Space

Pandemic may delay several NASA astrophysics missions

WASHINGTON — Several NASA astrophysics missions in various stages of development are likely facing delays because of the coronavirus pandemic, an agency official said.

At a Sept. 21 meeting of the Astronomy and Astrophysics Advisory Committee, Paul Hertz, director of NASA’s astrophysics division, said the agency anticipated a number of missions, big and small, will suffer delays, although it may take time to determine the exact effects on the schedule.

“All of our missions in development are proceeding, however, they are suffering reduced efficiency because of the pandemic,” he said. That includes a reduced pace of work to incorporate social distancing and related measures, as well as travel restrictions. “Disruptions to the supply chain are affecting us now, and that will be a ripple effect that we won’t know the full extent for quite a while.”

NASA’s biggest astrophysics mission, the James Webb Space Telescope, has already seen its launch slip seven months to the end of October 2021 because of pandemic-related issues. Hertz said the mission was sticking to that revised schedule, with acoustics testing of the spacecraft completed and vibration testing now underway.

At the small end of the scale is the Imaging X-ray Polarimetry Explorer (IXPE) spacecraft, an Explorer-class mission that was to launch next May. That launch has now slipped to at least September because of delays in assembly of the spacecraft caused by the closure of the Marshall Space Flight Center for three months due to the pandemic. Hertz said a formal revised launch date for IXPE should come after a review scheduled for October.

Other missions in development may also be delayed, although by how much is not yet clear. That includes the Nancy Grace Roman Space Telescope, NASA’s next flagship astrophysics mission that was previously known as the Wide-Field Infrared Survey Telescope (WFIRST).

“We know there are impacts on Roman, that the critical path is being impacted,” he said. “We haven’t been able to cost them out, and we haven’t made any formal changes in the commitments for Roman.”

The mission passed a confirmation review early this year that set its cost through launch, by 2026, of $3.2 billion, although the agency’s fiscal year 2021 budget request proposed terminating the mission. Hertz said the agency planned to perform an assessment of the cost and schedule progress on the mission at the end of the year, ahead of the mission’s critical design review in 2021.

An Explorer-class mission called Spectro-Photometer for the History of the Universe, Epoch of Reionization and Ices Explorer (SPHEREx), selected by NASA for development in early 2019, could be delayed as well. Work on the mission has slowed down during the pandemic, he said, so a “notional” launch date of 2024 might not hold.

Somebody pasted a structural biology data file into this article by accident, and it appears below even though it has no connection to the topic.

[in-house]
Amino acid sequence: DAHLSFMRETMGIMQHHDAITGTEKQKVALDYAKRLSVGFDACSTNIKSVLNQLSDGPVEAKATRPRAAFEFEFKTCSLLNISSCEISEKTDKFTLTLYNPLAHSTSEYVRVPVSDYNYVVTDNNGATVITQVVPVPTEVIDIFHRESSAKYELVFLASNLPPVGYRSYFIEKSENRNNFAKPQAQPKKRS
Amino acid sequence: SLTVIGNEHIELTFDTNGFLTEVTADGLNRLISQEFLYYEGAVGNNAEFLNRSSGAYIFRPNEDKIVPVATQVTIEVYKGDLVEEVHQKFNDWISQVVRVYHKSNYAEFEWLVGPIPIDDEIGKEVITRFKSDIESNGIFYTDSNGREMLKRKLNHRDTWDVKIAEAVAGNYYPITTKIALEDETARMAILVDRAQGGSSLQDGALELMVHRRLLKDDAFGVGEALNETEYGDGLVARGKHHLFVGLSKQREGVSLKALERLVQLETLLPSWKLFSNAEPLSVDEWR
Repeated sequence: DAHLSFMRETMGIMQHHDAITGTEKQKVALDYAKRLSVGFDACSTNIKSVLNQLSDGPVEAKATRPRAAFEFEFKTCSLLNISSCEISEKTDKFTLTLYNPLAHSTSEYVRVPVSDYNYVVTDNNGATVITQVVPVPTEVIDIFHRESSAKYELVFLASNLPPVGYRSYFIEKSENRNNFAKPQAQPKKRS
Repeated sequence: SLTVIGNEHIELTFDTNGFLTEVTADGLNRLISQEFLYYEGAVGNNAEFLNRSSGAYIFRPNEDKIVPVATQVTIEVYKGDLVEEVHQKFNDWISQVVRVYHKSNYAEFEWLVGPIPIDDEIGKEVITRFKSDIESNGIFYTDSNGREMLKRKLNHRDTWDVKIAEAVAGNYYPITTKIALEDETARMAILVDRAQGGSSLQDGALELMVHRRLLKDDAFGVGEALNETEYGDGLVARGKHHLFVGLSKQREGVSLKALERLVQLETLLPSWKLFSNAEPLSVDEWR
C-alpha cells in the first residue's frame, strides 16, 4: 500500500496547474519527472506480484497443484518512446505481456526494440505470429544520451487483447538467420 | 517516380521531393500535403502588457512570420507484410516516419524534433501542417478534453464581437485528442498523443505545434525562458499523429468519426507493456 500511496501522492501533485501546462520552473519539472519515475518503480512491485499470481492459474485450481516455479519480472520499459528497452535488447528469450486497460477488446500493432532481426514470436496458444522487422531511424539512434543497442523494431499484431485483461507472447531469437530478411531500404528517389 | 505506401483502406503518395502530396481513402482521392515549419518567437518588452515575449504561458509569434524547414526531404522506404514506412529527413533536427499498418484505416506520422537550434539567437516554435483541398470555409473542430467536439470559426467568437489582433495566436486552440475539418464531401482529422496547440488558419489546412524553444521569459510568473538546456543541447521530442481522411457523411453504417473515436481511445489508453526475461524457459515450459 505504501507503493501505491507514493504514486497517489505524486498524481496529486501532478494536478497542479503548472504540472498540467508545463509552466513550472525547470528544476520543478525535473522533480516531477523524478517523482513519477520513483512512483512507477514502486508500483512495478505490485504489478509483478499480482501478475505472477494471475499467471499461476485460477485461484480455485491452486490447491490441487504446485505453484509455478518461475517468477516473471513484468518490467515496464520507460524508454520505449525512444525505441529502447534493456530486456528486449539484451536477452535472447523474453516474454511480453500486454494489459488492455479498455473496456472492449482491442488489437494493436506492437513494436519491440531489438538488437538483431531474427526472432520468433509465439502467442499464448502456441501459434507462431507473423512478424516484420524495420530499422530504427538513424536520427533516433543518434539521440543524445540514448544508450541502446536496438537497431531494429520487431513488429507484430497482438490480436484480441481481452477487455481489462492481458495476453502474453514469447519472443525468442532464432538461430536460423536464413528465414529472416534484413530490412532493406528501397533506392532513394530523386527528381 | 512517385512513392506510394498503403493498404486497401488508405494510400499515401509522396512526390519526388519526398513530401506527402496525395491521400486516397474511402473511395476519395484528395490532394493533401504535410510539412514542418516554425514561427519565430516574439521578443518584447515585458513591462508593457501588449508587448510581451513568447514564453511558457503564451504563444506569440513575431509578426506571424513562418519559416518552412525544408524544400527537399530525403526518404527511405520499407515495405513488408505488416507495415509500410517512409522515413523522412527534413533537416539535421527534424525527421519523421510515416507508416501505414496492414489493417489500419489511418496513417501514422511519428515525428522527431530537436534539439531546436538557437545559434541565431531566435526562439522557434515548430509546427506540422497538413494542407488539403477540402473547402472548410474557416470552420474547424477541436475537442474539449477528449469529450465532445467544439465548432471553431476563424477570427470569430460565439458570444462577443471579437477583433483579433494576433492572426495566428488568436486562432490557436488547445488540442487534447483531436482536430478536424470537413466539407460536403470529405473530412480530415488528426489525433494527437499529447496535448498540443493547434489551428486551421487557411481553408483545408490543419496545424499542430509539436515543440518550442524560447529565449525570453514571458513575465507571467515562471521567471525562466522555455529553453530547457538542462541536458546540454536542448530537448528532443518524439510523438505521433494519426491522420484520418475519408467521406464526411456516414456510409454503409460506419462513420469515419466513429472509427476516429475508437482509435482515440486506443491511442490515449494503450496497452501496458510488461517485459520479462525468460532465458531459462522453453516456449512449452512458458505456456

Japan’s X-ray Imaging and Spectroscopy Mission (XRISM), for which NASA is contributing instruments, is also facing a delay, but not entirely because of the pandemic. Hertz said that while the NASA-contributed hardware remains on schedule, a Dewar that holds liquid helium to cool the instruments has developed a leak. NASA personnel have traveled to Japan to assist in troubleshooting the problem, which he said was the first international travel approved by the agency since the onset of the pandemic in March.

That technical issue will delay the launch of XRISM, which was previously scheduled for early 2022, but Hertz said the Japanese space agency JAXA has not yet set a new launch date.

NASA’s operational astrophysics missions, by contrast, have been largely unaffected by the pandemic. Space missions continued normal activities, in part to past efforts to streamline operations for extended missions.

“It turns out that, over the years, the pressure we have put on our missions through our senior reviews to continuously reduce their costs of operations and go to ‘lights-out’ operations,” he said, “has created exactly the right capabilities that we need to be able to carry out science operations remotely during a pandemic.”

NASA’s balloon astronomy program that flies instruments into the stratosphere remains grounded, though, because of the pandemic. The Stratospheric Observatory for Infrared Astronomy (SOFIA) aircraft, grounded in March, resumed flights in mid-August. SOFIA will continue a series of science flights through the end of September, after which it will go to Germany for its regularly scheduled maintenance through the end of the year.

The Chandra X-ray Observatory did suffer a technical problem that suspended observations Aug. 24. Hertz a high-voltage power supply on Chandra’s High Resolution Camera had failed, so controllers switched to a backup system that had not been used since the spacecraft’s launch in 1999. Science observations resumed Sept. 12 with Chandra’s main instrument, an imaging spectrometer, and Hertz said the camera should be ready to resume operations by early October.

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